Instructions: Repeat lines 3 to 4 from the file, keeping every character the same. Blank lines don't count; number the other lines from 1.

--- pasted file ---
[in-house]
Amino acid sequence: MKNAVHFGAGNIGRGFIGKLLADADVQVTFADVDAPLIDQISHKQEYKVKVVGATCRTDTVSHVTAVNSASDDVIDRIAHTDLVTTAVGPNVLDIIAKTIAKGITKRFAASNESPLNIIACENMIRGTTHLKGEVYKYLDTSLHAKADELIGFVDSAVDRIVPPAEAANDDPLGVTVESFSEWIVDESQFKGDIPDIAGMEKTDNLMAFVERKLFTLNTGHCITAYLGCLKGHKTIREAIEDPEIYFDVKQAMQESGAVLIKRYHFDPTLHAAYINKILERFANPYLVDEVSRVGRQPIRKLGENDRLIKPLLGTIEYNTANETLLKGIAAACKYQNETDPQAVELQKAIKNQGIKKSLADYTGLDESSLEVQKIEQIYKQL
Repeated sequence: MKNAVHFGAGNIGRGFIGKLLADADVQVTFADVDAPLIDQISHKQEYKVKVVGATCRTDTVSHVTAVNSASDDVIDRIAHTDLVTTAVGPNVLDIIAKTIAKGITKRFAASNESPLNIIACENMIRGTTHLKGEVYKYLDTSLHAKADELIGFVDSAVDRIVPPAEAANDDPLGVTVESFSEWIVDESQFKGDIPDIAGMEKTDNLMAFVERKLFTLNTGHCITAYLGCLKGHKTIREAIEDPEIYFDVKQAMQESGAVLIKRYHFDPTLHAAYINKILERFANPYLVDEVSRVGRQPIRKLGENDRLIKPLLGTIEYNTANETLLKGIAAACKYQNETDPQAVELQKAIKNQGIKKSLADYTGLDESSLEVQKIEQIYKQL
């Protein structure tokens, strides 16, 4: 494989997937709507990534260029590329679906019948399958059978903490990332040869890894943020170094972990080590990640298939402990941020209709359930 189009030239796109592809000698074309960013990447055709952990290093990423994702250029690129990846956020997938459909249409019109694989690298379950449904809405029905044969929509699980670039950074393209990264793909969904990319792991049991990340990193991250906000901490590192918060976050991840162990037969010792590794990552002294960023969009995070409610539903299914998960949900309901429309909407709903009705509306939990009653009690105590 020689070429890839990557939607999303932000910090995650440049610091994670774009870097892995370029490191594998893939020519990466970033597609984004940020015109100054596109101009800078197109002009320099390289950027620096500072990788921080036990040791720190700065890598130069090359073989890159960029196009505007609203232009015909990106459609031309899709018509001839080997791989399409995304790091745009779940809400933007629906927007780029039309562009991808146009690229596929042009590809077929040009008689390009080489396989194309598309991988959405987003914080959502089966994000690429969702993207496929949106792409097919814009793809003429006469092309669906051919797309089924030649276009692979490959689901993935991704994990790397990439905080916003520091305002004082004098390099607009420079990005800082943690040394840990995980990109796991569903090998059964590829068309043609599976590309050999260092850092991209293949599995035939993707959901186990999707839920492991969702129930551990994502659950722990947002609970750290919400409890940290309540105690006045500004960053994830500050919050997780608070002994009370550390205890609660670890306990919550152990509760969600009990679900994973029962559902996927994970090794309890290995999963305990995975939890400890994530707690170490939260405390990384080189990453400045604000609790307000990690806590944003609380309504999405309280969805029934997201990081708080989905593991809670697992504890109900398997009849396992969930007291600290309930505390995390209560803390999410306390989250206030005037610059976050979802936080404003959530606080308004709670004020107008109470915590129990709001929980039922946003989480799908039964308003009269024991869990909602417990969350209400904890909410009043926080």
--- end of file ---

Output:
Repeated sequence: MKNAVHFGAGNIGRGFIGKLLADADVQVTFADVDAPLIDQISHKQEYKVKVVGATCRTDTVSHVTAVNSASDDVIDRIAHTDLVTTAVGPNVLDIIAKTIAKGITKRFAASNESPLNIIACENMIRGTTHLKGEVYKYLDTSLHAKADELIGFVDSAVDRIVPPAEAANDDPLGVTVESFSEWIVDESQFKGDIPDIAGMEKTDNLMAFVERKLFTLNTGHCITAYLGCLKGHKTIREAIEDPEIYFDVKQAMQESGAVLIKRYHFDPTLHAAYINKILERFANPYLVDEVSRVGRQPIRKLGENDRLIKPLLGTIEYNTANETLLKGIAAACKYQNETDPQAVELQKAIKNQGIKKSLADYTGLDESSLEVQKIEQIYKQL
């Protein structure tokens, strides 16, 4: 494989997937709507990534260029590329679906019948399958059978903490990332040869890894943020170094972990080590990640298939402990941020209709359930 189009030239796109592809000698074309960013990447055709952990290093990423994702250029690129990846956020997938459909249409019109694989690298379950449904809405029905044969929509699980670039950074393209990264793909969904990319792991049991990340990193991250906000901490590192918060976050991840162990037969010792590794990552002294960023969009995070409610539903299914998960949900309901429309909407709903009705509306939990009653009690105590 020689070429890839990557939607999303932000910090995650440049610091994670774009870097892995370029490191594998893939020519990466970033597609984004940020015109100054596109101009800078197109002009320099390289950027620096500072990788921080036990040791720190700065890598130069090359073989890159960029196009505007609203232009015909990106459609031309899709018509001839080997791989399409995304790091745009779940809400933007629906927007780029039309562009991808146009690229596929042009590809077929040009008689390009080489396989194309598309991988959405987003914080959502089966994000690429969702993207496929949106792409097919814009793809003429006469092309669906051919797309089924030649276009692979490959689901993935991704994990790397990439905080916003520091305002004082004098390099607009420079990005800082943690040394840990995980990109796991569903090998059964590829068309043609599976590309050999260092850092991209293949599995035939993707959901186990999707839920492991969702129930551990994502659950722990947002609970750290919400409890940290309540105690006045500004960053994830500050919050997780608070002994009370550390205890609660670890306990919550152990509760969600009990679900994973029962559902996927994970090794309890290995999963305990995975939890400890994530707690170490939260405390990384080189990453400045604000609790307000990690806590944003609380309504999405309280969805029934997201990081708080989905593991809670697992504890109900398997009849396992969930007291600290309930505390995390209560803390999410306390989250206030005037610059976050979802936080404003959530606080308004709670004020107008109470915590129990709001929980039922946003989480799908039964308003009269024991869990909602417990969350209400904890909410009043926080």